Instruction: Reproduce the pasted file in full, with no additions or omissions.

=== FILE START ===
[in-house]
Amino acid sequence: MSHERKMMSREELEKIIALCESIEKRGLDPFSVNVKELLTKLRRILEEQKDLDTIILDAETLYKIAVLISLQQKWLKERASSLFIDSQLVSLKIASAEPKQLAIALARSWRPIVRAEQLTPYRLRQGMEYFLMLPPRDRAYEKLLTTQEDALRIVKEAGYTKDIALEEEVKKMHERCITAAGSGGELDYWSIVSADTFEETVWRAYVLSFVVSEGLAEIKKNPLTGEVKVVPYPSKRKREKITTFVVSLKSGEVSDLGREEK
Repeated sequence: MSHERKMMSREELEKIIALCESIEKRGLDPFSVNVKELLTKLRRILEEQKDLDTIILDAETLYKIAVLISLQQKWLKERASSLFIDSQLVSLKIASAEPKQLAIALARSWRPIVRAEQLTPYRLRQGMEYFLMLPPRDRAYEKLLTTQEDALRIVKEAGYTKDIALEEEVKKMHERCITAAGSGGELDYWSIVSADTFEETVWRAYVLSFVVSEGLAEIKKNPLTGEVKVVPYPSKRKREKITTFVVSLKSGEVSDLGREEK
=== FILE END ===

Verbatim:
[in-house]
Amino acid sequence: MSHERKMMSREELEKIIALCESIEKRGLDPFSVNVKELLTKLRRILEEQKDLDTIILDAETLYKIAVLISLQQKWLKERASSLFIDSQLVSLKIASAEPKQLAIALARSWRPIVRAEQLTPYRLRQGMEYFLMLPPRDRAYEKLLTTQEDALRIVKEAGYTKDIALEEEVKKMHERCITAAGSGGELDYWSIVSADTFEETVWRAYVLSFVVSEGLAEIKKNPLTGEVKVVPYPSKRKREKITTFVVSLKSGEVSDLGREEK
Repeated sequence: MSHERKMMSREELEKIIALCESIEKRGLDPFSVNVKELLTKLRRILEEQKDLDTIILDAETLYKIAVLISLQQKWLKERASSLFIDSQLVSLKIASAEPKQLAIALARSWRPIVRAEQLTPYRLRQGMEYFLMLPPRDRAYEKLLTTQEDALRIVKEAGYTKDIALEEEVKKMHERCITAAGSGGELDYWSIVSADTFEETVWRAYVLSFVVSEGLAEIKKNPLTGEVKVVPYPSKRKREKITTFVVSLKSGEVSDLGREEK